If the over-the-top outdoorsy sabotages that Alton Brown recently unveiled at Camp Cutthroat are any indication, the host’s devotion to eviliciousness knows no bounds, and he’s not one to shy away from a theme. And it’s a good thing that’s the case, because on tonight’s special Halloween episode of Cutthroat Kitchen, he answered the call of fright-night duty by dressing up as none other than Dr. Evil, complete with a bald cap and a telling facial scar. Simon Majumdar, who — like Alton — will stop at nothing for the betterment of the show, donned a series of getups, including a pink-lipped Princess Leia costume, which he showed off on Alton’s After-Show. The duo looked back on the most-haunting Halloween-themed sabotages of the day, from chainsawed sandwich wraps to a time-sucking coffin.
“It was a coffin break, Simon,” Alton told the judge of the Round 2 midround challenge as the crew rolled out the coffin. “The Bobs are awakening,” Simon noted, looking into the coffin as a wigged Bob waved back at him. But not long after the Bob was revealed did Alton slam the top of the coffin upon him, and Simon learned that Chef Adia was forced to spend a spooky five minutes inside that coffin. No matter her lost time, though, Chef Adia ultimately proved her scary-good sabotage prowess by surviving the challenges and earning evilicious glory.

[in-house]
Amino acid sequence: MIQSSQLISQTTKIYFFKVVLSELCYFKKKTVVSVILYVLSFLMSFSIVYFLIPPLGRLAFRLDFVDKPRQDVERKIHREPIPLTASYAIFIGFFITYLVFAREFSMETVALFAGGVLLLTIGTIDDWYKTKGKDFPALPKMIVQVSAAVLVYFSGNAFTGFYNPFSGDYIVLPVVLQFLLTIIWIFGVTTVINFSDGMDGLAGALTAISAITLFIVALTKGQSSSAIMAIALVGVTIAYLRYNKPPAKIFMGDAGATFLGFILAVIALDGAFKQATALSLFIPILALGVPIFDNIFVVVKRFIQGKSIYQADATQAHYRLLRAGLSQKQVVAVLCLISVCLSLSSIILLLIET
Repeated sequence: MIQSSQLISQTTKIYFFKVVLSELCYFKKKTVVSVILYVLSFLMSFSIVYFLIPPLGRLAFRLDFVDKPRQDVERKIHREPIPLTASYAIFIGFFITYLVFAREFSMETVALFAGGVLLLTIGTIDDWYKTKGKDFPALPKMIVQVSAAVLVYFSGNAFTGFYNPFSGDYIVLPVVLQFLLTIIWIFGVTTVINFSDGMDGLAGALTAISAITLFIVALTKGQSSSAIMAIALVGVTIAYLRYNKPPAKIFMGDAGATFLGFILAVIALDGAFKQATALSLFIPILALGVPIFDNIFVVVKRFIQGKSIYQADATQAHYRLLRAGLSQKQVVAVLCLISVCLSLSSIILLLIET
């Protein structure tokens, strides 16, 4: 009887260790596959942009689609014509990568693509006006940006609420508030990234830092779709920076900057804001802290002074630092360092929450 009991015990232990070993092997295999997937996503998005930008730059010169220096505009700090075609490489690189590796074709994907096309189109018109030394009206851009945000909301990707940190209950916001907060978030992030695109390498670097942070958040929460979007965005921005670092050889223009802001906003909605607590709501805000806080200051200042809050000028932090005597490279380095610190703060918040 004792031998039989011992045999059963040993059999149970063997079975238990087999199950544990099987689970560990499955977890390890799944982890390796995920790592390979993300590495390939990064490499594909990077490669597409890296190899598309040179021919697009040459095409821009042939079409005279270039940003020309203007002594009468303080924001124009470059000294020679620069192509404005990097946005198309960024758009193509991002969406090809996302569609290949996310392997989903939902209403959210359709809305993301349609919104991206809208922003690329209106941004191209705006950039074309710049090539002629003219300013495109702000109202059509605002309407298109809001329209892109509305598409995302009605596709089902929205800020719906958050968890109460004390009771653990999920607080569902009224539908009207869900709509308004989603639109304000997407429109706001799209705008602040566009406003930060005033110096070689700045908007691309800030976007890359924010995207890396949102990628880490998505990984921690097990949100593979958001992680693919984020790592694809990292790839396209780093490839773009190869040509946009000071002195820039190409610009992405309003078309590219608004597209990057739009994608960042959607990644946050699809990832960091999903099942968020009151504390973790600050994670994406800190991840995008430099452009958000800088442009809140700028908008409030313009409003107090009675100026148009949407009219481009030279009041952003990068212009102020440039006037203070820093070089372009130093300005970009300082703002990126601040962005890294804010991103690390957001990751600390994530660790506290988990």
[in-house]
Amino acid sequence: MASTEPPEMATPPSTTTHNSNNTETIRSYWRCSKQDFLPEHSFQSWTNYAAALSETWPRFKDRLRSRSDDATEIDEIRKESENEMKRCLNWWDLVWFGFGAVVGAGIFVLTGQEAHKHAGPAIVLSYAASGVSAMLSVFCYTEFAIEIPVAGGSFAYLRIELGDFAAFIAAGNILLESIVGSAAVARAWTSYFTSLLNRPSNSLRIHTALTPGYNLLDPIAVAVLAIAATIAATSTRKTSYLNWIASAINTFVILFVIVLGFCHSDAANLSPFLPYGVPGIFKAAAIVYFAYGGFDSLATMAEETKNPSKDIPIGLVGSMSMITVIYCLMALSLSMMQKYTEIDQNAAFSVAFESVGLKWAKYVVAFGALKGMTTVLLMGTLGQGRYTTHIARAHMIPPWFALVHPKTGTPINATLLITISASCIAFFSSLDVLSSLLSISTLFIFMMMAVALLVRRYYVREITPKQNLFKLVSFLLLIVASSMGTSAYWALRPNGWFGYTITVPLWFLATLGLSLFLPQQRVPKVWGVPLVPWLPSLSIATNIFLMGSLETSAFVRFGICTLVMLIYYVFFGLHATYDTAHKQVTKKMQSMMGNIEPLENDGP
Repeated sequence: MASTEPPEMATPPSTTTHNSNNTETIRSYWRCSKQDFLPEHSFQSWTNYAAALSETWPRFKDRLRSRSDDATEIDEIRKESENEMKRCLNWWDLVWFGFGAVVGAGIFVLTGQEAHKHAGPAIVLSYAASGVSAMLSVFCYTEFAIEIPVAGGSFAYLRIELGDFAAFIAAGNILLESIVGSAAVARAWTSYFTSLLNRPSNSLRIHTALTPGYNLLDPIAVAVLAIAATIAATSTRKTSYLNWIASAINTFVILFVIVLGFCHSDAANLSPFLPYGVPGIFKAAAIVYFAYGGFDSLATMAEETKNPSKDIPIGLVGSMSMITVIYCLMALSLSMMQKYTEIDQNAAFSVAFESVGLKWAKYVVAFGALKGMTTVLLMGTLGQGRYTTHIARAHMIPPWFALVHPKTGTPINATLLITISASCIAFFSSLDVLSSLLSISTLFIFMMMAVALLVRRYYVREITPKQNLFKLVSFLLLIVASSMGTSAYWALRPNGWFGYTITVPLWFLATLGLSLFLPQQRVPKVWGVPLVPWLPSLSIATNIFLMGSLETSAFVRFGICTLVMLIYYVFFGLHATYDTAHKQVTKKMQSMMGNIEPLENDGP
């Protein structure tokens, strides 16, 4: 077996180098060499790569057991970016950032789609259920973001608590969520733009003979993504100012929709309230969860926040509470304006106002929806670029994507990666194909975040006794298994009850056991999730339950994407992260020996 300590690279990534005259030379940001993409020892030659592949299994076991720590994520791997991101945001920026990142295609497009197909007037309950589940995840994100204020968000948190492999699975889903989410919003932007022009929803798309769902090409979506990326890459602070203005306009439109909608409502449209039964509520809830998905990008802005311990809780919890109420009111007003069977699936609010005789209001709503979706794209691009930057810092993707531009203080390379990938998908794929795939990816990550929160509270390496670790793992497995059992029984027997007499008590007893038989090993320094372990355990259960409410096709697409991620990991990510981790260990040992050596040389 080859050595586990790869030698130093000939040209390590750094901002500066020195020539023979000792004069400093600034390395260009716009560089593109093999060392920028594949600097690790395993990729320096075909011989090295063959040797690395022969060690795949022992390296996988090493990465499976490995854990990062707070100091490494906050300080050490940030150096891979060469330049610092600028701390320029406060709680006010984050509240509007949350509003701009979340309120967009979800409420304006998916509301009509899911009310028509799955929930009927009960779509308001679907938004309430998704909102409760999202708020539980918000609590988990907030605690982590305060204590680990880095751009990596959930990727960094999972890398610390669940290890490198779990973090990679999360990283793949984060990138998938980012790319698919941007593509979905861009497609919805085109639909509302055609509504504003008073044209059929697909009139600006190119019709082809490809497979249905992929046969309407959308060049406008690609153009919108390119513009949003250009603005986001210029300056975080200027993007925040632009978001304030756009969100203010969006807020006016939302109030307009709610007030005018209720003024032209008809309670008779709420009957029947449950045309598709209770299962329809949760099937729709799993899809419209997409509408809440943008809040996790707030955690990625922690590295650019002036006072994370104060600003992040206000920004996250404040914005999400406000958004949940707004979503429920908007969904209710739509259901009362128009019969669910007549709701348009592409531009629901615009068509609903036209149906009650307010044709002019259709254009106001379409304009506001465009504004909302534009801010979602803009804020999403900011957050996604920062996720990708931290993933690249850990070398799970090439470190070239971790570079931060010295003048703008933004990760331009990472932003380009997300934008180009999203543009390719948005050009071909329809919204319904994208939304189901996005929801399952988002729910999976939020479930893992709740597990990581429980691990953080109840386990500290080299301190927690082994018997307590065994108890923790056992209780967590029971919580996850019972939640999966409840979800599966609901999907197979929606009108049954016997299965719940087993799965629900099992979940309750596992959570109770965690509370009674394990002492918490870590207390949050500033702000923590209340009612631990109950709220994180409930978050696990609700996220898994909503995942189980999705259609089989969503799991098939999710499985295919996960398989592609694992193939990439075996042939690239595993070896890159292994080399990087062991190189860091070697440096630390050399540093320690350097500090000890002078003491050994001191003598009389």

It’s Sunday afternoon and the scene is set for a tailgate of touchdown proportions: The TV is turned to the game, your team of choice is (hopefully) racking up point after point, the refrigerator is stocked with plenty of beers, and a spread of what else but rich, saucy fixings lines your kitchen table. When it comes to those game-day eats, it’s likely the dips that take the cake, from creamy classics like French onion and hummus to tangy favorites like garlicky salsa. While those are indeed crowd-pleasing picks, this fall, dress up your usual football-watching menu with a new trio of dips. On this morning’s all-new episode of The Kitchen, the co-hosts shared their takes on winning dip recipes, each a bold dish that’s a cinch to tackle.
Windy City Deli Dip
True to his Windy City roots, Chicago native Jeff Mauro brings the best flavors of a classic Italian hero to a meaty dip. He combines deli-counter staples like mortadella, pancetta and provolone cheese with fresh cherry tomatoes and cool iceberg lettuce to create the filling for his 10-minute dip. To continue with the sandwich theme, he hollows out an Italian loaf and fills it with the meat-and-cheese mixture. Hot giardiniera rounds out the flavors in this big-batch recipe, while a side of sliced bread makes for easy dipping.